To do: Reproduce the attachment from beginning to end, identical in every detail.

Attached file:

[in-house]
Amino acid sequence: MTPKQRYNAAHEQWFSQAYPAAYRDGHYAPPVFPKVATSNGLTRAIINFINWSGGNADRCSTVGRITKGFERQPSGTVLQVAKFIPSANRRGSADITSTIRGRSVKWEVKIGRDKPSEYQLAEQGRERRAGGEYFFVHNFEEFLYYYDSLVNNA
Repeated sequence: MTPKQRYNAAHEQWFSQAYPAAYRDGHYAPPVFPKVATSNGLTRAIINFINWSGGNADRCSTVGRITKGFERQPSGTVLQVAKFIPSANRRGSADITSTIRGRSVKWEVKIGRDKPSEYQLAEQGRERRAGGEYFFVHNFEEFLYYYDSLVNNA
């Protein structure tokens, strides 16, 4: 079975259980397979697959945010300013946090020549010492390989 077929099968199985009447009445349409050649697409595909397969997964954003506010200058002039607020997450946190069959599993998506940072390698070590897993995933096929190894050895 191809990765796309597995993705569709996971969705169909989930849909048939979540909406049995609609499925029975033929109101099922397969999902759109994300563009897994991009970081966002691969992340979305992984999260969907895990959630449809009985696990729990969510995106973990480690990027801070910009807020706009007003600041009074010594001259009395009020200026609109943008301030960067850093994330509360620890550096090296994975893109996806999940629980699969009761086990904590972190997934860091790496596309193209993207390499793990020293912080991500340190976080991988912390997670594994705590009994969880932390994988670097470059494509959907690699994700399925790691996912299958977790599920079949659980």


[in-house]
Amino acid sequence: MTPKQRYNAAHEQWFSQAYPAAYRDGHYAPPVFPKVATSNGLTRAIINFINWSGGNADRCSTVGRITKGFERQPSGTVLQVAKFIPSANRRGSADITSTIRGRSVKWEVKIGRDKPSEYQLAEQGRERRAGGEYFFVHNFEEFLYYYDSLVNNA
Repeated sequence: MTPKQRYNAAHEQWFSQAYPAAYRDGHYAPPVFPKVATSNGLTRAIINFINWSGGNADRCSTVGRITKGFERQPSGTVLQVAKFIPSANRRGSADITSTIRGRSVKWEVKIGRDKPSEYQLAEQGRERRAGGEYFFVHNFEEFLYYYDSLVNNA
């Protein structure tokens, strides 16, 4: 079975259980397979697959945010300013946090020549010492390989 077929099968199985009447009445349409050649697409595909397969997964954003506010200058002039607020997450946190069959599993998506940072390698070590897993995933096929190894050895 191809990765796309597995993705569709996971969705169909989930849909048939979540909406049995609609499925029975033929109101099922397969999902759109994300563009897994991009970081966002691969992340979305992984999260969907895990959630449809009985696990729990969510995106973990480690990027801070910009807020706009007003600041009074010594001259009395009020200026609109943008301030960067850093994330509360620890550096090296994975893109996806999940629980699969009761086990904590972190997934860091790496596309193209993207390499793990020293912080991500340190976080991988912390997670594994705590009994969880932390994988670097470059494509959907690699994700399925790691996912299958977790599920079949659980």